(One of a series of posts comparing ideas in the book of Exodus/Shemot with related ideas in the book of Psalms.)
The “Song of the Sea”, a psalm in last week’s Torah portion, Beshallach, includes the verse:
Who is like You among the eilim, Y-h-w-h?
Who is like You, glorious in holiness,
Awesome, praiseworthy, doing wonders! (Exodus 15:11)
Y-h-w-h (י־ה־ו־ה) = God’s personal four-letter name. (Many English translations substitute “LORD” for this name, even though it is spelled using letters from several forms of the Hebrew verb “to be”, rather than from the Hebrew noun for “lord”.)1
eilim (אֵלִם) = plural of eil (אֵל) = a god. (In some Canaanite religions, Eil was the founding god of the pantheon. In the Torah, Eil is another name for Y-h-w-h, but eilim always means multiple other gods.)
The Song of the Sea assumes that other gods exist, and rejoices that the God of Israel, Y-h-w-h, is more powerful than any of them. This verse is included in the daily Jewish liturgy, morning and evening. When Jews sing “Mi chamokha” (“Who is like You?”) we do not always remember that we are comparing our God with other gods.
Yitro and the First Commandment
In this week’s Torah portion, Yitro, the Midianite priest Yitro travels to Mount Sinai to meet his son-in-law Moses shortly after God and Moses have brought the Israelites out of Egypt.
And Yitro said: “Blessed be Y-h-w-h, Who rescued you from the hand of the Egyptians and from the hand of Pharaoh… Now I know that Y-h-w-h is greater than all the elohim…” (Exodus/Shemot 18:11)
elohim (אֱלֺהִים) = gods, a god, God. (Grammatically elohim is the plural of eloha, a rarely used word for a god. The Torah uses the word elohim to refer to both multiple gods, as with eilim, and to a single god. Sometimes elohim refers to a single foreign god2, but more often the word refers to the God of Israel, Y-h-w-h.)
Does Yitro believe in the existence of multiple gods only because he is a Midianite? No; many passages in the Bible that were originally written before the destruction of the first temple in 587 B.C.E. share this belief. Even the first of the “Ten Commandments” in this week’s Torah portion does not require monotheism, but only a henotheistic religion in which Y-h-w-h is the best god and the only one the people are allowed to worship:
I am Y-h-w-h, your elohim, Who brought you out from the land of Egypt, from the house of servitude. You shall have no other elohim over and above My presence. (Exodus/Shemot 20:2-3)
(For other translations of this commandment, see my post Yitro: Not in My Face.)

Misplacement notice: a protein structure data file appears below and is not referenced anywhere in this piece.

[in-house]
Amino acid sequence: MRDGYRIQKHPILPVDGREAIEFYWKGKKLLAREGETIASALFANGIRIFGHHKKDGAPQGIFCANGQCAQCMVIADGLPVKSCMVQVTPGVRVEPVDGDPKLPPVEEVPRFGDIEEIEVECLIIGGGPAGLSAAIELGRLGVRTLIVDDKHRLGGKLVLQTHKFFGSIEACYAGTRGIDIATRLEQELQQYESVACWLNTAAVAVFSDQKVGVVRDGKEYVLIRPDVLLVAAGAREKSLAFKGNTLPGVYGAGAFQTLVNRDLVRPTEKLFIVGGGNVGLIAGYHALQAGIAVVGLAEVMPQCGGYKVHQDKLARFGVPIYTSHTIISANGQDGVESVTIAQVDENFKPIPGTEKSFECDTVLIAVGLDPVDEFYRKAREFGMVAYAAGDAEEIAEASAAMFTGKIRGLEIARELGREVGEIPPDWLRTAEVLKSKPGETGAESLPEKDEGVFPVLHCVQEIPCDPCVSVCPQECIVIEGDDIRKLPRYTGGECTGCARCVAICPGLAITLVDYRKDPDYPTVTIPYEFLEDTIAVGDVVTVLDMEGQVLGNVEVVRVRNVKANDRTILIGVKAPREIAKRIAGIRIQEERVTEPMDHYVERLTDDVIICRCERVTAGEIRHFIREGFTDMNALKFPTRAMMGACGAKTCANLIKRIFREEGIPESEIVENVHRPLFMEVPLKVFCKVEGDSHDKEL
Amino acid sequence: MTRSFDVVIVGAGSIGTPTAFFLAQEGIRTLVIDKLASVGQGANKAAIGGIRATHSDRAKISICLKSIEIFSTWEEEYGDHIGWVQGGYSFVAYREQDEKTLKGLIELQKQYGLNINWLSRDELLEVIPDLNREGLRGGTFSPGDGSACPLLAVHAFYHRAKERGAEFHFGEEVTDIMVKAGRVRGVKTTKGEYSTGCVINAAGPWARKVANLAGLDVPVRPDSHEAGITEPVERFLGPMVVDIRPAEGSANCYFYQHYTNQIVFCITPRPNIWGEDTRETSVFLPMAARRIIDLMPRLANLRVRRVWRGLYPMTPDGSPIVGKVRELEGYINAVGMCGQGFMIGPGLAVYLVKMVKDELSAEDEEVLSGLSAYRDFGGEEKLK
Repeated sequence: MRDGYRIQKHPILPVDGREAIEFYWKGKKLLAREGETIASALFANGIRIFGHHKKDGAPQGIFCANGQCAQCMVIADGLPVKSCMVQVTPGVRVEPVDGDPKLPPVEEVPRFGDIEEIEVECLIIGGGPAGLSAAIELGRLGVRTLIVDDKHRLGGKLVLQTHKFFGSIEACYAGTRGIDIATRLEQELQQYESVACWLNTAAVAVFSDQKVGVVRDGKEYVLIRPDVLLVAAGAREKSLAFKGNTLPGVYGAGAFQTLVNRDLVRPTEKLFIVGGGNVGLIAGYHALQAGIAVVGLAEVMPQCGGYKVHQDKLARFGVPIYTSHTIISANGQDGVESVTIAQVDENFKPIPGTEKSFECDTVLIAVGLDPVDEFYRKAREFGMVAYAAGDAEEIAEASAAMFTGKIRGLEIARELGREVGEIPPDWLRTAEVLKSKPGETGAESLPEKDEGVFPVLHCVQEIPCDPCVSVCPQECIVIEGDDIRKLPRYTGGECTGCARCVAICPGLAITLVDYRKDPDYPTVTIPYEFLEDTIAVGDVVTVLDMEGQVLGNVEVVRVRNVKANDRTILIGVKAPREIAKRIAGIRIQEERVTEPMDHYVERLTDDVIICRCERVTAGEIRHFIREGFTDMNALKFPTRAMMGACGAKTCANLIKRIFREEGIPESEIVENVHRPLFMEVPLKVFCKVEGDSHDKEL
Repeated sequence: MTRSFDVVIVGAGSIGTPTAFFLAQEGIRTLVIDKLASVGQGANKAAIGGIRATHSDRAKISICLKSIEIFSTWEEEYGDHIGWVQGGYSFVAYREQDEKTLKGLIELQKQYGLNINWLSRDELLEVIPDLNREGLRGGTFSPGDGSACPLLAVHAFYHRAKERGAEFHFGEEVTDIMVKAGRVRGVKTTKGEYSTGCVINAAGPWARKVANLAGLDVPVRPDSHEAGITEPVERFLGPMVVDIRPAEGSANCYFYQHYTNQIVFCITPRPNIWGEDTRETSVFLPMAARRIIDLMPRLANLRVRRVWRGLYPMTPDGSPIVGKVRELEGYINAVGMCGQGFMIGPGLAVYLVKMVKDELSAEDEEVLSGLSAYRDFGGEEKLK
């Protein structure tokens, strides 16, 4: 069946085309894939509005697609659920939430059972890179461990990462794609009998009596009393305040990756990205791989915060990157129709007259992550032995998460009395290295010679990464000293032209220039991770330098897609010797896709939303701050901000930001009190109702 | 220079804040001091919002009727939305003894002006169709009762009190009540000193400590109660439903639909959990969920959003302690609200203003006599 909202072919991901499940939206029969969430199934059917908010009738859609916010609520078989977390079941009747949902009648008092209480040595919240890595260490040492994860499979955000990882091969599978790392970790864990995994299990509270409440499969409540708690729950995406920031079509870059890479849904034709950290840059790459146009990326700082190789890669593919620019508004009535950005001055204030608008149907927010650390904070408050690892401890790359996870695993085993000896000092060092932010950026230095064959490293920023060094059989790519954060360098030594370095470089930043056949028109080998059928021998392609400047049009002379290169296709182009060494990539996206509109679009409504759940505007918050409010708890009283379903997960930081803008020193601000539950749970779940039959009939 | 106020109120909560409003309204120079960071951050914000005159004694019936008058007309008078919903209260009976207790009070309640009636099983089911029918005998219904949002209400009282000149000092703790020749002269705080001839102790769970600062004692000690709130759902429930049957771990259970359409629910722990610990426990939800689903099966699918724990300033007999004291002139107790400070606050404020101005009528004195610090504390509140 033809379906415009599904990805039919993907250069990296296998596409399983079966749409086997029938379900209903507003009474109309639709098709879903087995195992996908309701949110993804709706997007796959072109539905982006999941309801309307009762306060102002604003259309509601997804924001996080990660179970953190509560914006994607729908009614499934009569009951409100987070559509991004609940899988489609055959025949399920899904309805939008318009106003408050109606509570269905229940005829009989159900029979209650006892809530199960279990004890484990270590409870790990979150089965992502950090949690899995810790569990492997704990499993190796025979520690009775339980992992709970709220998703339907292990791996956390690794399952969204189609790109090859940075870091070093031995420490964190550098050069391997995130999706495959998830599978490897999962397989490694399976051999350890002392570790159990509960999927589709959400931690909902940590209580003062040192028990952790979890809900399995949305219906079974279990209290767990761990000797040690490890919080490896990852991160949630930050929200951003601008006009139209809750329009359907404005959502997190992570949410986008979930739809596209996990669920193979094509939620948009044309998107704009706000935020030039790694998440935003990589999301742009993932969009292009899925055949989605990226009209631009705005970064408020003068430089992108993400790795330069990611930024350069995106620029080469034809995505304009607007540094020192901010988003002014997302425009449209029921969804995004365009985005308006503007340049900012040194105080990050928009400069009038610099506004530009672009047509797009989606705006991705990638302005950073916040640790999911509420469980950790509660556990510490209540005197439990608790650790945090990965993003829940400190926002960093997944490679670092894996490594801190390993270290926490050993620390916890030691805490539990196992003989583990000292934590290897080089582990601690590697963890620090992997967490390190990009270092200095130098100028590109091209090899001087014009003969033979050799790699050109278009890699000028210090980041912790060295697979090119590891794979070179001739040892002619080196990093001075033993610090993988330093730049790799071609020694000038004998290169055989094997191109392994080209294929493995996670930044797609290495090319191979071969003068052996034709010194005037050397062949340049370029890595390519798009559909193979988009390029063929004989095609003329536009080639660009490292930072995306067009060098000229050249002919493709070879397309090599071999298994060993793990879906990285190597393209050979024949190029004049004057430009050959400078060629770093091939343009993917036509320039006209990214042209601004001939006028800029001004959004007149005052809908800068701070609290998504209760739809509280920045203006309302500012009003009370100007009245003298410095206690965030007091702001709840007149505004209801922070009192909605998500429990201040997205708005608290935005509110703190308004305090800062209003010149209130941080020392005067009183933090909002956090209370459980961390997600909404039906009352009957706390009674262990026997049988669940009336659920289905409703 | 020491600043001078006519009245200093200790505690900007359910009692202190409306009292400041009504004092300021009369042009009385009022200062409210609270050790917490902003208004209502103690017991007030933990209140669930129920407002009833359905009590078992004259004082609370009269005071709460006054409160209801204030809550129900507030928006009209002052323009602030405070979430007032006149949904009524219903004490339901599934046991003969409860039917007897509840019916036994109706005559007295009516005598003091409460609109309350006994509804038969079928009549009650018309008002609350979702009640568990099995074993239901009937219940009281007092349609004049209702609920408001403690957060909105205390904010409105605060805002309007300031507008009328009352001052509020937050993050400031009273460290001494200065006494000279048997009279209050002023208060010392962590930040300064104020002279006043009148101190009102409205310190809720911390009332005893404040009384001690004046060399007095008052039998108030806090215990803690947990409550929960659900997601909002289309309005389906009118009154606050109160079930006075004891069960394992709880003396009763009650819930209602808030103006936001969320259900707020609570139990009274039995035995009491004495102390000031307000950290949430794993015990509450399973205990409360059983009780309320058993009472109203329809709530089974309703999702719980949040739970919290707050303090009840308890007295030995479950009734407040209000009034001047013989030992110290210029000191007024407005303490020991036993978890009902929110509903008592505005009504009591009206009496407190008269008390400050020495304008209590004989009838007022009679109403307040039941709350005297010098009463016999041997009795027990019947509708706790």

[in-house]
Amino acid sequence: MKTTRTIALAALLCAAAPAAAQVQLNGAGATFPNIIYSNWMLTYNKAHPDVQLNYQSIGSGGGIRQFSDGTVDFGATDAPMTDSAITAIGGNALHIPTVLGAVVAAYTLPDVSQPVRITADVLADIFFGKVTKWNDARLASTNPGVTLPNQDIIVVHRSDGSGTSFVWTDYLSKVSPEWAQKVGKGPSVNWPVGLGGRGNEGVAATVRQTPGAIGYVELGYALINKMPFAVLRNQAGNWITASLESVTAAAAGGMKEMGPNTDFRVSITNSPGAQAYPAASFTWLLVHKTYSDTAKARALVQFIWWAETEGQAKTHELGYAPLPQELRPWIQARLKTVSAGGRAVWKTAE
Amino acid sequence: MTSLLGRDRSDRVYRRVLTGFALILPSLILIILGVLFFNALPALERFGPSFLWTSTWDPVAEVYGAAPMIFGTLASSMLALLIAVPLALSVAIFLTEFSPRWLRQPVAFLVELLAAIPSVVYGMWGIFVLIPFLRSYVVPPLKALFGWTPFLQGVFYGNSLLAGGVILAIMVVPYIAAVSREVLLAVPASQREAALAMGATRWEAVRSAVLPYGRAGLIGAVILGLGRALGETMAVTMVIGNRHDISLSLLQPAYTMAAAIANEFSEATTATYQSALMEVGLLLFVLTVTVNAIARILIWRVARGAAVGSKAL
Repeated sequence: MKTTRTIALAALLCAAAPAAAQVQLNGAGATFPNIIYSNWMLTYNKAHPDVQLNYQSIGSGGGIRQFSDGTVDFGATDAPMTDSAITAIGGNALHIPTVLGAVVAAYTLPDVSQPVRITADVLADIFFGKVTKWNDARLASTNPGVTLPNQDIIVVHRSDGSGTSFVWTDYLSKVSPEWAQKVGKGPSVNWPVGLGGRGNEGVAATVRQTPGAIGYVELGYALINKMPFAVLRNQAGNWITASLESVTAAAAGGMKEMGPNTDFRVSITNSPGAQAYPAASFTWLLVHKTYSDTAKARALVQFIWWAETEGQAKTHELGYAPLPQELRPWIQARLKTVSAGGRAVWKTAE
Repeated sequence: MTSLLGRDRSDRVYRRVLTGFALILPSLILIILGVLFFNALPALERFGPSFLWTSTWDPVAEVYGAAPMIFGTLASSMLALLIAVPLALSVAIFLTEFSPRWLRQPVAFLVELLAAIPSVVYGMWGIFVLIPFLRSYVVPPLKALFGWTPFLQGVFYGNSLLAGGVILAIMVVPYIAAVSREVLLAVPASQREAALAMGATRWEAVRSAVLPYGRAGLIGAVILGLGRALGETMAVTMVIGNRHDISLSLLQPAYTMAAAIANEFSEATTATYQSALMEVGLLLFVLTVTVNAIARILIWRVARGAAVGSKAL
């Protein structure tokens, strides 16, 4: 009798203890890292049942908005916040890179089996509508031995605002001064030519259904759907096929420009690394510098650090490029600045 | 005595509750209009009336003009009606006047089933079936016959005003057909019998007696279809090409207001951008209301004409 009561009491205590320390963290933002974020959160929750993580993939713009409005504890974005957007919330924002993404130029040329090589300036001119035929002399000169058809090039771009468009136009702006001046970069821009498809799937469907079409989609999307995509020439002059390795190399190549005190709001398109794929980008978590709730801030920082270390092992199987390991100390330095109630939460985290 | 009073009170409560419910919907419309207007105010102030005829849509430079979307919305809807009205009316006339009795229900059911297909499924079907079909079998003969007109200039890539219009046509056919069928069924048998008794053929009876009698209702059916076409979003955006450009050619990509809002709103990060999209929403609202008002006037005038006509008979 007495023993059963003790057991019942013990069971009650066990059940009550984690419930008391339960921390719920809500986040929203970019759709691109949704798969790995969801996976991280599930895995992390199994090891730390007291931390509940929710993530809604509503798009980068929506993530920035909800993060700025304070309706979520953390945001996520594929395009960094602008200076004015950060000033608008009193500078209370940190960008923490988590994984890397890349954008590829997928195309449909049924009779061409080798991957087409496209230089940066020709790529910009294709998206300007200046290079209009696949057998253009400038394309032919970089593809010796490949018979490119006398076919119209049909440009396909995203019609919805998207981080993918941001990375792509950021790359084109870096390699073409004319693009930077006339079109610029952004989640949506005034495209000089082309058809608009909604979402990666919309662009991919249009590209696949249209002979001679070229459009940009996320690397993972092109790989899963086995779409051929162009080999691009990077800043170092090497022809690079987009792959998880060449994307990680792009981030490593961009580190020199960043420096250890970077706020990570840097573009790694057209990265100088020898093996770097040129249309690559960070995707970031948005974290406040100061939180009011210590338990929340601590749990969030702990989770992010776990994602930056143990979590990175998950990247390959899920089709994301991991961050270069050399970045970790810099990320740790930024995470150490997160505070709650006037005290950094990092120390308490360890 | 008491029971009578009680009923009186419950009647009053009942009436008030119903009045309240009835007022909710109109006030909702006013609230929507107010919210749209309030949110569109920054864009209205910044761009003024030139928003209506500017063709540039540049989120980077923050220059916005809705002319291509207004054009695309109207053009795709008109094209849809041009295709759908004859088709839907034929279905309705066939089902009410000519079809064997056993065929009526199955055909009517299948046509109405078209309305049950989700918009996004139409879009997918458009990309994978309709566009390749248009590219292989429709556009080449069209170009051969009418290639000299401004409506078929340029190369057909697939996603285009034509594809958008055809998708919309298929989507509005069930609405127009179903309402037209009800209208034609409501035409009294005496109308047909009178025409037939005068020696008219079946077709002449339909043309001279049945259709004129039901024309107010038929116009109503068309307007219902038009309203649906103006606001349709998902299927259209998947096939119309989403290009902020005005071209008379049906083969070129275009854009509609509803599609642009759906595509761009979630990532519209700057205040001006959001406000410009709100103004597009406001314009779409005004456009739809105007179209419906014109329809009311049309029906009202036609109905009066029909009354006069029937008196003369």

Y-h-w-h does not say that there are no other gods, but only that the Israelites must not serve them.
A number of psalms3 are similarly henotheistic in the original Hebrew (though some translators strain to make them sound as monotheistic as later Biblical writings.) These psalms treat other gods as real, but emphasize that they are weak and worthless compared with Y-h-w-h, the God of Israel. Here are three examples:
Psalm 29 is probably the oldest of the henotheistic psalms. Its opening addresses the “children” or dependents of other gods:
Assign to Y-h-w-h, children of eilim,
Assign to Y-h-w-h magnificence and might!
Assign to Y-h-w-h the magnificence of [God’s] name,
Bow down to Y-h-w-h of holy beauty!
The voice of Y-h-w-h is over the waters;
The eil of magnificence is thundering. (Psalm 29:1-3)
“Children of eilim” might mean those dependent on other gods, i.e. their human worshipers. Or, according to Ibn Ezra4 in his commentary on Exodus 15:11 (above), “children of eilim” refers to the stars, which were considered divine.
Psalm 29 goes on to describe the voice of Y-h-w-h as shattering cedars, making the mountains of Lebanon dance, kindling fire, shaking the wilderness, and startling deer into giving birth—all images related to thunderstorms and earthquakes. Canaanite poems describe the god Baal as the weather god who speaks in thunder and makes lightning and earthquakes, but this Israelite poem says that God does all that.
In Canaanite literature the god Baal conquers the waters of chaos, builds a palace on a mountaintop, and becomes king over all the other gods except his father, Eil.
Psalm 29 gives God a palace and a throne:
And in [God’s] palace everyone says: Magnificent!